Nov. 2 (Bloomberg) -- Argentine bonds fell the most in emerging markets today, extending losses sparked by an Oct. 26 U.S. court ruling favoring bondholders of defaulted debt.
The extra yield, or spread, investors demand to own Argentine government dollar bonds over U.S. Treasuries rose 20 basis points, or 0.2 percentage point, to 1,147 basis points at 4:15 p.m. in New York, according to JPMorgan Chase & Co.’s EMBI Global index. The average spread in Latin America narrowed 2 basis points to 361, according to the index.
S&P lowered the ratings for three Argentine provinces and the city of Buenos Aires yesterday to B-, six levels below investment grade, from B, and also cut rankings for four Argentine banks and 11 companies. The rating for sovereign bonds was reduced to B- two days earlier by S&P, which cited the court ruling that said the country can’t make payments to current bondholders while refusing to pay on defaulted bonds.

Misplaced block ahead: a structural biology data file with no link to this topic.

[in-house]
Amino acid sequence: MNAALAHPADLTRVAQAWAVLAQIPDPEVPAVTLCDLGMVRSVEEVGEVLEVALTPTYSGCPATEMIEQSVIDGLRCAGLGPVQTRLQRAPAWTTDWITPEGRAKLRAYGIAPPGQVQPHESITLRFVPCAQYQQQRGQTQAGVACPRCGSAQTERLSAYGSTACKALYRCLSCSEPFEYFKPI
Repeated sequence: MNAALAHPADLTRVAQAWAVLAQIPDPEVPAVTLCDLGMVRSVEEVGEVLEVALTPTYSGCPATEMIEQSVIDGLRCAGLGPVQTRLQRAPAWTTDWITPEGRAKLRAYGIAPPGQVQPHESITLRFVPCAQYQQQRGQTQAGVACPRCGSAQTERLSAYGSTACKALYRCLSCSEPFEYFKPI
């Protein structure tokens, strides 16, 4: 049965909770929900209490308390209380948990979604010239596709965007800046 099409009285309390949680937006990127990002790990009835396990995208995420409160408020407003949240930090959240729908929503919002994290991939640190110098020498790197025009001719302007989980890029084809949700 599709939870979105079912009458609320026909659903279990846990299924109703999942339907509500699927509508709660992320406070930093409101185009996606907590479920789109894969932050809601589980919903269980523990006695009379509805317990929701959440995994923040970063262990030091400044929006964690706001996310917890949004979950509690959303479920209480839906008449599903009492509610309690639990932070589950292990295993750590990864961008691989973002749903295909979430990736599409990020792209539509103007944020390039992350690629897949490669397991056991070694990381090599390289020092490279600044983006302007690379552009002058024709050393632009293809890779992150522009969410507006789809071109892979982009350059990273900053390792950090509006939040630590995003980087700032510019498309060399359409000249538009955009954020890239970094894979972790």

“Recent negative events underline the growing number of risks the Argentine government could face in managing its economic policies and finances in the short term,” the credit-rating company said in an e-mailed statement.
The cost to insure Argentine debt against default fell 35 basis points to 1,997 basis points, after surging 298 basis points yesterday to the highest level since July 2009. Credit-default swaps pay the buyer face value in exchange for the underlying securities or the cash equivalent should a government or company fail to adhere to its debt agreements.
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